Where to begin with Roswitha... She’s simply incredible. My girlfriend and I met her about a year ago. It must have been a few days after she had moved into our building when she first rang our doorbell. I opened up and saw a skinny woman with short gray hair and sunken cheeks. She appeared to be in her early fifties, "Perdone las molestias. Soy su nueva vecina. [Excuse the disturbance. I am your new neighbor.]" As I continued speaking to her and introduced myself, I realized that her knowledge of Spanish was basically confined to those first few words she had managed to spit out. The rest of the conversation was conducted on her part in a form of pidgin Spanish – using what little she knew of the local tongue and filling in the gaps with German or French. As it turned out, she was unable to open her door and needed some help with the locks. I went upstairs, put in the key, and opened the door on my first attempt. That’s when I smelled the booze on her breath and realized why she must have been having such a rough time getting the damn thing open. "Danke! Gracias! Danke!" she thanked me profusely. I told her it was nothing and, before I had a chance to go, she asked if my girlfriend and I were local Spaniards. I told her I was American and my girlfriend was Czech to which she replied, "Ohhh! Praga! Das ciudad is muy bonita! Muy bonita! [roughly, Ohhh! Prague! That city is very beautiful! Very beautiful!]" Apparently, she had visited Prague in the early Nineties. She said that she was from Cologne, thanked me again while expressing how beautiful Prague was, and bid me farewell with her whiskey-tainted breath as I descended the stairs to my apartment.

A week later. Thursday night. A buzz at the front door. "Si?" I responded through the intercom. "Perdone las molestias. Soy su nueva vecina..." Low and behold, it was Roswitha. She introduced herself once again and told me that she had problems with her lock – if only I would be kind enough to help her with the keys. She had no idea who my girlfriend and I were and asked me the same exact questions as before. When I told her that we weren’t Spanish but American and Czech, a look of surprise descended upon her bloodshot eyes and she began extolling the beautiful and breathtaking qualities of Prague. She then leant forward and told me, with a breath of booze that could have gotten an Irishman drunk, that she was from Cologne.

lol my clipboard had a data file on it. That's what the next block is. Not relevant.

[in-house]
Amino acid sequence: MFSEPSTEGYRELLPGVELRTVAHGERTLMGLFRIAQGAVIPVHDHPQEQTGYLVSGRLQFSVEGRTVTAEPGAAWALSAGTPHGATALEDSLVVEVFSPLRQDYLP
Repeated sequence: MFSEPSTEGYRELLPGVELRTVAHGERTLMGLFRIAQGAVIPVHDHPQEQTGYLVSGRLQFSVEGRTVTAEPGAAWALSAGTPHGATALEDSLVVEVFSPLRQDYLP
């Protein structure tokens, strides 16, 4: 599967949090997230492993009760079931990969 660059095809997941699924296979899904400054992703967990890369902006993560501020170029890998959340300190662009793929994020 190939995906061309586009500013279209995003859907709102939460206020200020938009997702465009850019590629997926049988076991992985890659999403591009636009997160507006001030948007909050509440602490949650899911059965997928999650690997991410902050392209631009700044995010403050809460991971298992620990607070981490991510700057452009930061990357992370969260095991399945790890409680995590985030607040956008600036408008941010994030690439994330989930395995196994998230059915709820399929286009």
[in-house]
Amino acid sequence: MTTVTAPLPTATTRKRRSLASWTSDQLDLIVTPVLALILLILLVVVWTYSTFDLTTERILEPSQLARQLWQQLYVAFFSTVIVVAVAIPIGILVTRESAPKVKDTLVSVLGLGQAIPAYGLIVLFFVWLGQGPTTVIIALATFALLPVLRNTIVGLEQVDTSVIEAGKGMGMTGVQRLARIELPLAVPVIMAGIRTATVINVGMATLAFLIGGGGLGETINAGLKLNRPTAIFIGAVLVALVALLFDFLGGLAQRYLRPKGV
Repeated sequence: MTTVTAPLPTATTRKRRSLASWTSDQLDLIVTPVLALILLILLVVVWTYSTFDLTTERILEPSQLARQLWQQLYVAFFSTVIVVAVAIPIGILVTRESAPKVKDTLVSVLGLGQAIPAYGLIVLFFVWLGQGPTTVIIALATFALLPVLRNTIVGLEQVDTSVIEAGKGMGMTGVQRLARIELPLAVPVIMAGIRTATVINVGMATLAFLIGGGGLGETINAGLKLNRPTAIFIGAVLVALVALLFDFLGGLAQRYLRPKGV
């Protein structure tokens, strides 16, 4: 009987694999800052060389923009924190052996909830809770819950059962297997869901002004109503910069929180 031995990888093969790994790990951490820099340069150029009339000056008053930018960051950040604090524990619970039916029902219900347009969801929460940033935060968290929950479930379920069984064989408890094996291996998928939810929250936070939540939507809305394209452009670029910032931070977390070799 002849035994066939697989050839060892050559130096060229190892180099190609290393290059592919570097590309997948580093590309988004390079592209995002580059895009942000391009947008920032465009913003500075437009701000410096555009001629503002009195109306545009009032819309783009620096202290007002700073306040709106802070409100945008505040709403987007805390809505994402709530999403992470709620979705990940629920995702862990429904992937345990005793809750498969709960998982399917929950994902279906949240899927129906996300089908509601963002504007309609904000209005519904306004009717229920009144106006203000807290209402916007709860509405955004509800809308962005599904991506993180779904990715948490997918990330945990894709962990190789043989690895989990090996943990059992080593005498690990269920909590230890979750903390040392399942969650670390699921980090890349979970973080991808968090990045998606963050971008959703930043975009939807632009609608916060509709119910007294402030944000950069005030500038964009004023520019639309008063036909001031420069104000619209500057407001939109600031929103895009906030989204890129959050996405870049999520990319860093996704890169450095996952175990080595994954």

I think you know where this is going. At least once a fortnight, for the past year or so, Roswitha rings our buzzer and, after the "Perdone las molestias" routine, asks us to help her with the keys. She then inquires into our nationality and ends the conversation by praising the beauty of Prague. We finally had enough on Carnaval Tuesday when she pressed our buzzer at four in the morning. Half asleep, I answered the intercom to see who it was... "Perdone las molestias. Soy su nueva vecina..." That’s when my girlfriend and I let her have it. We told her we were trying to sleep, her locks worked fine if she would just sober up and learn how to actually put the key in the keyhole, and, for God’s sake, she wasn’t our new neighbor. She had been living in the same building as us for nearly a year now and – Yes, we knew – she was from Cologne, she had once visited Prague in the early Nineties and it was a beautiful city. She was taken aback by our sudden explosion of emotions and, when she had finally absorbed it all, asked us how it was possible that complete strangers knew so much about her. I told her to forget about it, grabbed her by the drunken arm, and helped her up the stairs and with her keys once again. By the time she rang our doorbell a week or so later, she had forgotten about the entire incident and the same ol’ routine had resumed.

My girlfriend (or I should now say my lovely fiancée!) and I have now come to terms with Roswitha’s little visits and learned to accept her drunken quirks, whiskey odor, and memory loss. She’s our own little piece of homeless Germany here in the very building we occupy and adds to the general experience of living in Cádiz. After all, the city has to put up with throngs of street-dwelling Aryans and we’ve only got one middle-aged booze-guzzling amnesiac who, for some reason, prefers pressing our buzzer when there are five other just as shiny buttons directly next to it. Didn’t you know? She doesn’t disturb our Spanish neighbors with her "Perdone las molestias" routine, just us. It’s like we share some sort of a cosmic guiri connection here in this foreign land... those wacky Germans and American English teachers like myself must have more in common than I initially thought (except for – and I swear – the whole not showering thing).

5 comments:

Kimberley said...

Hello GC!!

This is such a great yet wonderfully sad story. You would love Buenos Aires, btw. And Patagonia rocks. Yes, it does. I will be doing more posts on the Antarctic trip, while trying not to bore anyone overmuch. Please do come back and visit at www.freshair.typepad.com

Lori said...

I guess we know what you'll be doing for the next year or so...LOL

Have a great day!!!

Ms Bees Knees said...

Roswitha sounds like the hobo that lives under my stairs... crazy fucking germans [of which i'm half mind you!] btw, congrats of your engagement!!!!! you guys were made for one another. ;)

Lisa said...

>:|

Kim/Thomas said...

HaHa! I would love to save your blog on my favorites, however, i'm worried that my 12 year old will see it in the favorites, and click on your site all the time ;)
great stories!
and I love the pics!
kim (another one;)